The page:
Offline

    2
    ReputationRep:
    (Original post by Liberty.)
    Do we have to know about the history of the 'model of an atom'?
    No I don't think so, it isn't on the specification.
    Offline

    0
    ReputationRep:
    Ahh makes sense, thank you
    Offline

    0
    ReputationRep:
    (Original post by sladyy96)
    can someone please explain hydrogen bonding?
    Hydrogen Bonding:
    Basically another type of intermolecular force that can only occurs between:
    -δ+ Hydrogen atom on one molecule
    -and the lone pair of electrons on the δ- atom of the neighbouring molecule

    As long as you can draw it you'll be fine... For example with water draw two molecules of H20 and make sure you put on the δ charges and then draw a dotted line from the δ+ H on one to the lone pair of electrons on the O atom on the other molecule!
    Offline

    0
    ReputationRep:
    (Original post by joshturnbull123)
    Hydrogen Bonding:
    Basically another type of intermolecular force that can only occurs between:
    -δ+ Hydrogen atom on one molecule
    -and the lone pair of electrons on the δ- atom of the neighbouring molecule

    As long as you can draw it you'll be fine... For example with water draw two molecules of H20 and make sure you put on the δ charges and then draw a dotted line from the δ+ H on one to the lone pair of electrons on the O atom on the other molecule!
    great, thank you!!
    Offline

    3
    ReputationRep:
    (Original post by sladyy96)
    can someone please explain hydrogen bonding?
    Sure. A strong dipole-dipole attraction between an electron defecient hydrogen atom on one molecule and a lone pair of electrons on a highly electronegative atom on another molecule
    Offline

    0
    ReputationRep:
    (Original post by HelenPaddock)
    Two questions;
    Can someone please explain how bond angles of 104.5 are made?
    Also, in the Jan 2013 paper on the ionisation energy question 3c, why is there a big jump between the 6 and 7th?
    Thanks
    Not sure if this answers your question directly, but the way I look at it is according to the number of regions of electron densities...
    6 regions: 6bonds(octahedral)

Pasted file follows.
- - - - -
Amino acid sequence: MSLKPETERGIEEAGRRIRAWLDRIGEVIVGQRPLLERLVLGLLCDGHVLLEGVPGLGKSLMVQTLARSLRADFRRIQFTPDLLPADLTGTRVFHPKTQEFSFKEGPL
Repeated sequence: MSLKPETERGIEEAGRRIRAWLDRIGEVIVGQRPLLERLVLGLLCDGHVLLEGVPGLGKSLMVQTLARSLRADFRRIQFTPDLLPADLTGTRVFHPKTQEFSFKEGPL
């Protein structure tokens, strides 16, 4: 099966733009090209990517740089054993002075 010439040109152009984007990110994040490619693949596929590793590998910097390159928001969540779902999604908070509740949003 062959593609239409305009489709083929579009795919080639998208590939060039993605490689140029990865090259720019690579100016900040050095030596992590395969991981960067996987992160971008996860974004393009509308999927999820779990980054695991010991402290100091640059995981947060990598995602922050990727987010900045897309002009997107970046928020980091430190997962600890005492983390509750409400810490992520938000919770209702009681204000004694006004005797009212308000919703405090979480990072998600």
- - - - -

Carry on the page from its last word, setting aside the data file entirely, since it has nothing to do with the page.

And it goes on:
4 regions: 4bonds(tetrahedral); 3bonds and 1lonepair(pyramidal); 2bonds and 2lonepairs(non-linear)
    3 regions: 3bonds (trigonal planar); 2bonds and 1lonepair (non-linear)
    2 regions: 2bonds (linear)

    if you just remember the angles for octahedral, tetrahedral, trigonal planar, and linear, you can work out the others. Everytime there's a lone pair instead of a bond, the angle decreases by 2.5deg.
    For example, for the shapes with 4 electron density regions:
    4 bonds is 109.5deg; 3bonds and 1lonepair is 107deg; 2bonds and 2lonepairs is 104.5deg.
    Offline

    3
    ReputationRep:
    How are Van Der Waals formed?
    Offline

    0
    ReputationRep:
    Which shapes are symmetrical and which are asymmetrical? Can't picture them in my head
    Offline

    3
    ReputationRep:
    (Original post by sladyy96)
    Not sure if this answers your question directly, but the way I look at it is according to the number of regions of electron densities...
    6 regions: 6bonds(octahedral)
    4 regions: 4bonds(tetrahedral); 3bonds and 1lonepair(pyramidal); 2bonds and 2lonepairs(non-linear)
    3 regions: 3bonds (trigonal planar); 2bonds and 1lonepair (non-linear)
    2 regions: 2bonds (linear)

    if you just remember the angles for octahedral, tetrahedral, trigonal planar, and linear, you can work out the others. Everytime there's a lone pair instead of a bond, the angle decreases by 2.5deg.
    For example, for the shapes with 4 electron density regions:
    4 bonds is 109.5deg; 3bonds and 1lonepair is 107deg; 2bonds and 2lonepairs is 104.5deg.
    Do we have to know the 5 bonding regions. Triagnol Bipyramid. There are two angles for it.. 90deg at equator and axis, 120deg at equator
    Offline

    0
    ReputationRep:
    (Original post by Freddy-Francis)
    Do we have to know the 5 bonding regions. Triagnol Bipyramid. There are two angles for it.. 90deg at equator and axis, 120deg at equator
    No we don't need to know that
    Offline

    3
    ReputationRep:
    (Original post by megan1096)
    Which shapes are symmetrical and which are asymmetrical? Can't picture them in my head
    Symmetrical - Dipoles cancel out each other. The molecules are Non-Polar.
    asymmetrical - Dipoles dont cancel out but adds together to make a molecule with a larger dipole moment.
    Offline

    3
    ReputationRep:
    (Original post by yodawg321)
    No we don't need to know that
    ok. I take ur word
 
 
 
  • See more of what you like on The Student Room

    You can personalise what you see on TSR. Tell us a little about yourself to get started.

  • Poll
    Brussels sprouts
  • See more of what you like on The Student Room

    You can personalise what you see on TSR. Tell us a little about yourself to get started.

  • The Student Room, Get Revising and Marked by Teachers are trading names of The Student Room Group Ltd.

    Register Number: 04666380 (England and Wales), VAT No. 806 8067 22 Registered Office: International House, Queens Road, Brighton, BN1 3XE

    Quick reply
    Reputation gems: You get these gems as you gain rep from other members for making good contributions and giving helpful advice.